Find your next job fast at the Jan. 28 Virtual Career Fair. Register now.
Opinion
Education Opinion

Not for Academics Alone

By Walt Gardner — June 05, 2011 2 min read

When the NAACP joined a lawsuit brought by the United Federation of Teachers to prevent the closure of 22 public schools and stop the growth of 19 charter schools in New York City, the news was greeted with disbelief (“The NAACP’s mystifying decision to side with a union over students,” editorial, The Washington Post, June 2).

That’s because the schools affected are overwhelmingly failing black students. For example, at the Academy for Collaborative Education, which is earmarked for closing, only 3 percent of students were performing at grade level in English last year, and only 9 percent in math. Why would the NAACP, which has a long history of fighting for a high quality education, take this step?

The answer came partly in an op-ed by Benjamin Todd Jealous, president and CEO of the NAACP (“Why the NAACP is suing New York,” The Washington Post, June 3). He explained that charter schools are being given preferential treatment in buildings they share with traditional public schools, and that parents are not being given an opportunity to voice their concerns about closings as required by New York State law.

It’s the latter point that warrants elaboration. According to The Wall Street Journal (“NAACP vs. Black Parents,” editorial, June 4), “thousands” of black parents held a rally in Harlem to protest the NAACP’s decision. Whether that count is accurate and whether the parents represent the feelings of all black parents are both debatable. But what is clear is that parental satisfaction with schools is not necessarily limited to academic performance.

In Oct. 2005, the National Center for the Study of Privatization in Education reported that parents frequently opt for schools based on holistic, social, logistic and administrative factors. Academics is not consistently No. 1 on their list, as counterintuitive as that may seem.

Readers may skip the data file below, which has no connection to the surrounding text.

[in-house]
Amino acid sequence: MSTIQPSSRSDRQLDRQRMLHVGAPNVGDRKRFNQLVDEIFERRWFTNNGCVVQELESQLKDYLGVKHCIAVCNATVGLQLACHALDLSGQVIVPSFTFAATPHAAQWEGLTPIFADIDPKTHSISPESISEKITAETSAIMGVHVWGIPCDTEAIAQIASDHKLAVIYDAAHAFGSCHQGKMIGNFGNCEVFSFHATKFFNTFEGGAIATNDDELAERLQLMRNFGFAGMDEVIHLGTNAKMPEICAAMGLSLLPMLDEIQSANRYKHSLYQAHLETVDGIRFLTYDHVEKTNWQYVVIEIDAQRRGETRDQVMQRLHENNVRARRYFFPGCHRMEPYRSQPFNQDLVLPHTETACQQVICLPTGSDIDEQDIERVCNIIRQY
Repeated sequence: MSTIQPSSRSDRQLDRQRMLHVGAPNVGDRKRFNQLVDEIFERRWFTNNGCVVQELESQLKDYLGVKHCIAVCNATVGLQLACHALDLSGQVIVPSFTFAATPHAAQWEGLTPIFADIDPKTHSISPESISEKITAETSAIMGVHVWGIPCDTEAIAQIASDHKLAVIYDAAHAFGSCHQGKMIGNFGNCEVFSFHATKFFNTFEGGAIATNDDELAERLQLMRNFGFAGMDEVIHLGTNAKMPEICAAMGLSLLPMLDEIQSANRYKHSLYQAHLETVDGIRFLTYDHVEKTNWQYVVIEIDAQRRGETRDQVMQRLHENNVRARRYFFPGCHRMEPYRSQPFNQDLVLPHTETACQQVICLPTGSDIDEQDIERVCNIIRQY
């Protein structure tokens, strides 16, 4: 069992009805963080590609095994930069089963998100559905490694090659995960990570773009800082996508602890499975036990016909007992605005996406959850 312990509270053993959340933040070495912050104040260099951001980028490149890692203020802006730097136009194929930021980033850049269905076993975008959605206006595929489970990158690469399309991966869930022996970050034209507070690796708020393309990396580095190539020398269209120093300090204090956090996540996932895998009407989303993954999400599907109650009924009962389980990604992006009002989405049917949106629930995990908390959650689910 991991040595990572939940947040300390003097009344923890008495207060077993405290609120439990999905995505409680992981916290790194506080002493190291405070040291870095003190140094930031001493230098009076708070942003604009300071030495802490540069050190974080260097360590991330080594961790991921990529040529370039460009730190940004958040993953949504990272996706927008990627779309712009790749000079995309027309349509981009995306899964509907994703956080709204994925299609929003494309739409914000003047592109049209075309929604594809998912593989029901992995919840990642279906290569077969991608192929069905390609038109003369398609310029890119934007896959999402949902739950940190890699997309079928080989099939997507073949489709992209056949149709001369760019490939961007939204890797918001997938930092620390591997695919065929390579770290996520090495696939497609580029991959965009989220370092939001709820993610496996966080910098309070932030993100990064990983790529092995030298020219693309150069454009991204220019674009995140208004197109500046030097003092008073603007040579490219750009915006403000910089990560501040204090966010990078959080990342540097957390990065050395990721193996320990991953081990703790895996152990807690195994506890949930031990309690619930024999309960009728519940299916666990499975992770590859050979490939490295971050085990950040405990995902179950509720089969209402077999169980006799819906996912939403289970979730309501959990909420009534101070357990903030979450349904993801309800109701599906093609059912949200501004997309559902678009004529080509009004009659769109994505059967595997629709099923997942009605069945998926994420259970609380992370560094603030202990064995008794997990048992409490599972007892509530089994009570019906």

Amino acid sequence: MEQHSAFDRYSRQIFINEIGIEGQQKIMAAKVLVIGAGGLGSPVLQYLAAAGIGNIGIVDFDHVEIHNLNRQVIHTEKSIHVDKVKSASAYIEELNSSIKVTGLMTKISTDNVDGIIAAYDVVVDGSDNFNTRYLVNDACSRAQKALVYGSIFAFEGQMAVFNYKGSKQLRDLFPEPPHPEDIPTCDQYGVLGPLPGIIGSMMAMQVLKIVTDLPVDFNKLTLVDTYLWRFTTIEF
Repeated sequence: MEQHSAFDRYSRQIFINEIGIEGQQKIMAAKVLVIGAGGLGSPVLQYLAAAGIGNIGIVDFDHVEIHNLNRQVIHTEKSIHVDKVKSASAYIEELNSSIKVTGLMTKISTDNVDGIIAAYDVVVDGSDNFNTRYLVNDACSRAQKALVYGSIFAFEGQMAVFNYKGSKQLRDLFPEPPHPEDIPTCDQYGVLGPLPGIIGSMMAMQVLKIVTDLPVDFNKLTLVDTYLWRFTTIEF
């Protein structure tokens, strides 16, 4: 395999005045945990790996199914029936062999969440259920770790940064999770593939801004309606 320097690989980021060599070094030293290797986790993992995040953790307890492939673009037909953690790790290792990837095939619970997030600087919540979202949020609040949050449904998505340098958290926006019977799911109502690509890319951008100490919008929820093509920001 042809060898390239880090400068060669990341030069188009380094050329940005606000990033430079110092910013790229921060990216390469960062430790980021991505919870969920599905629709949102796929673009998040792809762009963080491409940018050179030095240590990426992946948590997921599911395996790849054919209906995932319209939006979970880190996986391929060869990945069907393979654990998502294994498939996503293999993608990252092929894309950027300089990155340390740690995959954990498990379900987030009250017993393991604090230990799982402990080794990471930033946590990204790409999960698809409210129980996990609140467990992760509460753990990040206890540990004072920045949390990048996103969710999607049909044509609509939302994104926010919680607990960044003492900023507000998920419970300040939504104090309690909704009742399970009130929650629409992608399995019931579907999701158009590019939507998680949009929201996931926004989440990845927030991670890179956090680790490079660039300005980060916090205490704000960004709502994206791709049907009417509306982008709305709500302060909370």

Then in May 2009, a study of academic quality in the Charlotte-Mecklenburg, N.C. schools based on interviews with parents, students and faculty found that just because parents expressed satisfaction with a school does not necessarily mean students are learning much.

In light of these two studies, it is altogether possible that black parents in New York City feel the same way about the schools scheduled to be shuttered. They have the right to choose any school they believe best meets the needs and interests of their children. They may be misguided in not making academic achievement their primary consideration, but that is their prerogative. We need to respect it.

The opinions expressed in Walt Gardner’s Reality Check are strictly those of the author(s) and do not reflect the opinions or endorsement of Editorial Projects in Education, or any of its publications.

Events

This content is provided by our sponsor. It is not written by and does not necessarily reflect the views of Education Week's editorial staff.
Sponsor
School & District Management Webinar
Branding Matters. Learn From the Pros Why and How
Learn directly from the pros why K-12 branding and marketing matters, and how to do it effectively.
Content provided by EdWeek Top School Jobs
This content is provided by our sponsor. It is not written by and does not necessarily reflect the views of Education Week's editorial staff.
Sponsor
School & District Management Webinar
How to Make Learning More Interactive From Anywhere
Join experts from Samsung and Boxlight to learn how to make learning more interactive from anywhere.
Content provided by Samsung
Teaching Live Online Discussion A Seat at the Table With Education Week: How Educators Can Respond to a Post-Truth Era
How do educators break through the noise of disinformation to teach lessons grounded in objective truth? Join to find out.

EdWeek Top School Jobs

BASE Program Site Director
Thornton, CO, US
Adams 12 Five Star Schools
Director of Information Technology
Montpelier, Vermont
Washington Central UUSD
Great Oaks AmeriCorps Fellow August 2021 - June 2022
New York City, New York (US)
Great Oaks Charter Schools
Director of Athletics
Farmington, Connecticut
Farmington Public Schools

Read Next

Education Briefly Stated Briefly Stated: January 13, 2021
Here's a look at some recent Education Week articles you may have missed.
8 min read
Education Obituary In Memory of Michele Molnar, EdWeek Market Brief Writer and Editor
EdWeek Market Brief Associate Editor Michele Molnar, who was instrumental in launching the publication, succumbed to cancer.
5 min read
Education Briefly Stated Briefly Stated: December 9, 2020
Here's a look at some recent Education Week articles you may have missed.
8 min read
Education Briefly Stated Briefly Stated: Stories You May Have Missed
A collection of articles from the previous week that you may have missed.
8 min read